Sauvignon Blanc is also typically a dry white wine, when it’s not blended with other wines to create dessert wines. Sauvignon Blanc shows just about as much terrier as Chardonnay, but noticeably less flavor from how it is aged. It is also a famous white wine grape.
Sauvignon Blanc is typically higher in alcohol content than Chardonnay.
Find out more about Sauvignon Blanc wines here.
What is the Driest White Wine?
It’s commonly accepted that the driest white wine is Muscadet. Made with the Melon de Bourgogne grape exclusively grown in Burgundy, France, this wine has mineral and earth tones. It has citrus notes as well. This wine will definitely make you pucker up.
However, Sauvignon Blanc is not far behind in the dryness scale, and many Chardonnay’s aren’t far behind. Here is a list of the driest white wines.
Dry White Wine for Cooking: The Basics
Here’s the thing about dry white wine; if you wouldn’t drink it, you probably won’t like it in your food.
Buying crappy dry white wine that tastes like vinegar won’t add anything to that creamy sauce. It’ll just taste burnt or nasty or bitter to you. Heat won’t take away the bad qualities of bad wine.
As mentioned above, cook with what you drink. Buy a Chardonnay and use it for your stew, and enjoy a glass with dinner.
Don’t use that Chardonnay that you hate and then expect it to liven up your stew.
Of course that doesn’t necessarily mean that you have to like the flavors of the particular wine you’re using; however, if the wine is crappy in the wineglass, it’ll be crappy for the dish.
TIP: Avoid wines labeled as “cooking wines.” If they weren’t good enough to drink, chances are they won’t be good enough to cook with.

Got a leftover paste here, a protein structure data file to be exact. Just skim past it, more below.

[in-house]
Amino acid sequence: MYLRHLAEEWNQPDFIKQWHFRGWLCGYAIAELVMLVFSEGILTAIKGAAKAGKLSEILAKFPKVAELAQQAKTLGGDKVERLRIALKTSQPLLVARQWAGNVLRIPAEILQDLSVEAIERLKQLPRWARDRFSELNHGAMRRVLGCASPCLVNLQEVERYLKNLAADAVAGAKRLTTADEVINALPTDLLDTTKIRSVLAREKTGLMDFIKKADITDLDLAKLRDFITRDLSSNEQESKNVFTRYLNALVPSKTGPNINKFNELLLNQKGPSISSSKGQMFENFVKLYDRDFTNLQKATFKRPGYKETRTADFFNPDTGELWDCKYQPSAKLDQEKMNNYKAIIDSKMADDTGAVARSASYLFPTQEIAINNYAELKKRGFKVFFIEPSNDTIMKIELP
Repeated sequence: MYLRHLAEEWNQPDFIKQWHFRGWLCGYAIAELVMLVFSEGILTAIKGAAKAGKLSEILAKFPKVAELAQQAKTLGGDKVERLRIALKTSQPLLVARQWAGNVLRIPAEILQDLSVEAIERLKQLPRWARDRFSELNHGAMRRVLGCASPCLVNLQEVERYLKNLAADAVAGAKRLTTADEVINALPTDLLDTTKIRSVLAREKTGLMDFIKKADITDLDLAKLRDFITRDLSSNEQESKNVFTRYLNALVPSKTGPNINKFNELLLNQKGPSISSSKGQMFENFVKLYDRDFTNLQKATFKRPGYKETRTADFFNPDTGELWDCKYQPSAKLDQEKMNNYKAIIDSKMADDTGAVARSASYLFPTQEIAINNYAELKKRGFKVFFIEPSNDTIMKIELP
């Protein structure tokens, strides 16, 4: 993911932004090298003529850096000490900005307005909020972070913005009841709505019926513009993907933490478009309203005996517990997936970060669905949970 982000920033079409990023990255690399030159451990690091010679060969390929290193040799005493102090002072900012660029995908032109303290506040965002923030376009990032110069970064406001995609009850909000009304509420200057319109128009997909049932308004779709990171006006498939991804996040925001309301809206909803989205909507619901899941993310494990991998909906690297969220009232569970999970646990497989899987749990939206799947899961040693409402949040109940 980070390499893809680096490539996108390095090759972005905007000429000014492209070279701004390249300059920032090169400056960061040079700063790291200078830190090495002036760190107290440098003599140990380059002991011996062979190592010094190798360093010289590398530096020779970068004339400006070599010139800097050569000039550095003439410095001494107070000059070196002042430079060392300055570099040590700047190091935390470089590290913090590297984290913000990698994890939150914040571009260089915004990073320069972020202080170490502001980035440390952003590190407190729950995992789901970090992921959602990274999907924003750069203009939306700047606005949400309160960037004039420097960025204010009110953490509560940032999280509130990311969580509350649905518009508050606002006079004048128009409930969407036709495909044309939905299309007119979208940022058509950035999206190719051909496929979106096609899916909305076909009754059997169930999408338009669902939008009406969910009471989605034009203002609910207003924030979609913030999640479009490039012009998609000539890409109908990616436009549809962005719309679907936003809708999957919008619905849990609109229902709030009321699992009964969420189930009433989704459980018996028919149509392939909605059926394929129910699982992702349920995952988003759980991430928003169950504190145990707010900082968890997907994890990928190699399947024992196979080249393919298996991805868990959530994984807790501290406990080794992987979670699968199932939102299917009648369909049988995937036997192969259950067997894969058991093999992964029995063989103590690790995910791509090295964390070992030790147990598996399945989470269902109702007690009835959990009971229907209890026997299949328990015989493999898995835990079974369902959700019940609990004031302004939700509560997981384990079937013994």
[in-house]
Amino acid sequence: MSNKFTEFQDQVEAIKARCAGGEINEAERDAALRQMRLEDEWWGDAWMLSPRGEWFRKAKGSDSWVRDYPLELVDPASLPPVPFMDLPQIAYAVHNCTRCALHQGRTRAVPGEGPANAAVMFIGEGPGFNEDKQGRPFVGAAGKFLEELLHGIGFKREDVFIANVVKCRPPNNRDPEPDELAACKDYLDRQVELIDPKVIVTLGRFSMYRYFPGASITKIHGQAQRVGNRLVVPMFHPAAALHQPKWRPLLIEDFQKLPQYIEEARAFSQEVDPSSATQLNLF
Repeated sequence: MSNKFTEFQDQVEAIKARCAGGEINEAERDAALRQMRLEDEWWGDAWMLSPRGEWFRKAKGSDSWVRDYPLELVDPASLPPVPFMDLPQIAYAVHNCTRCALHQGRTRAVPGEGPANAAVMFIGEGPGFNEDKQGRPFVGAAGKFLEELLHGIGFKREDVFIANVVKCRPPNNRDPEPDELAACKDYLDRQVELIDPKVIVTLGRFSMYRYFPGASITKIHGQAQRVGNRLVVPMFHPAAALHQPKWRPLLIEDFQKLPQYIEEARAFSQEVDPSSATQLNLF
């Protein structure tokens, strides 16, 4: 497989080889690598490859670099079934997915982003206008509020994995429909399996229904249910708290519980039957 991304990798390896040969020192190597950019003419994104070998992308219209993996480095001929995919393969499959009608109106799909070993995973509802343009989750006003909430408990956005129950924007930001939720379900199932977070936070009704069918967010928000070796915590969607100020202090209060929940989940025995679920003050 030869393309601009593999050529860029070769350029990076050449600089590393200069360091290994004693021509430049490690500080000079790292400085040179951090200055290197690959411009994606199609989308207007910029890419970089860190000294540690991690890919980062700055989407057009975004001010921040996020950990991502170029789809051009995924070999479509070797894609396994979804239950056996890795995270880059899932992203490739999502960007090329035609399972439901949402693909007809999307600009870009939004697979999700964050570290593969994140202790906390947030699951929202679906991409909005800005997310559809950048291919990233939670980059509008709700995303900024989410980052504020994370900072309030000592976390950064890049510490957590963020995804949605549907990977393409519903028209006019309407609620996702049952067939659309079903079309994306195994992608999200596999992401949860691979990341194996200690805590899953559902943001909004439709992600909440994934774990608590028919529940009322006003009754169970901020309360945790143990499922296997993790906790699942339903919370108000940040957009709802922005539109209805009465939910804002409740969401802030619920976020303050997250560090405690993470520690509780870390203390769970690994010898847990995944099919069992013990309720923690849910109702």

On the flip side, the cooking process will also kill the complexities of great wines. So no, don’t scrape the bottom of the barrel, so to say. But also, don’t use your best wine - there comes a point where you have to draw the line.
A good wine will make your cooking good, but a great wine won’t necessarily make it great. Save the best stuff for the glass!
Remember that if you uncork a wine, it’s best to drink it soon even if you recork it or else it will oxidize and not taste as good. At that point, it’s totally fine and will usually save you all your flavors if you use it for cooking.
What Are the Best Dry Wines for Cooking?
The top-notch dry white wine for cooking is usually Pinot Grigio. Even though dry, it has less citrus or earth or really any tone compared to the next two. Sauvignon Blanc -on its own- is also a go-to for cooking. Unoaked chardonnay, in contrast to the sweeter flavors of oaked chardonnay, is great as well and often cheaper for a still good quality.
Oaky wines, wines with a lot of sweetness, and buttery wines are not good for cooking because the sugar in them often burns and turns bitter when cooking.
While Chardonnay is so versatile, in its dry white form it has much less versatility than Pinot Grigio.
Of course, the above mentioned aren’t the only dry white wines you can use for cooking: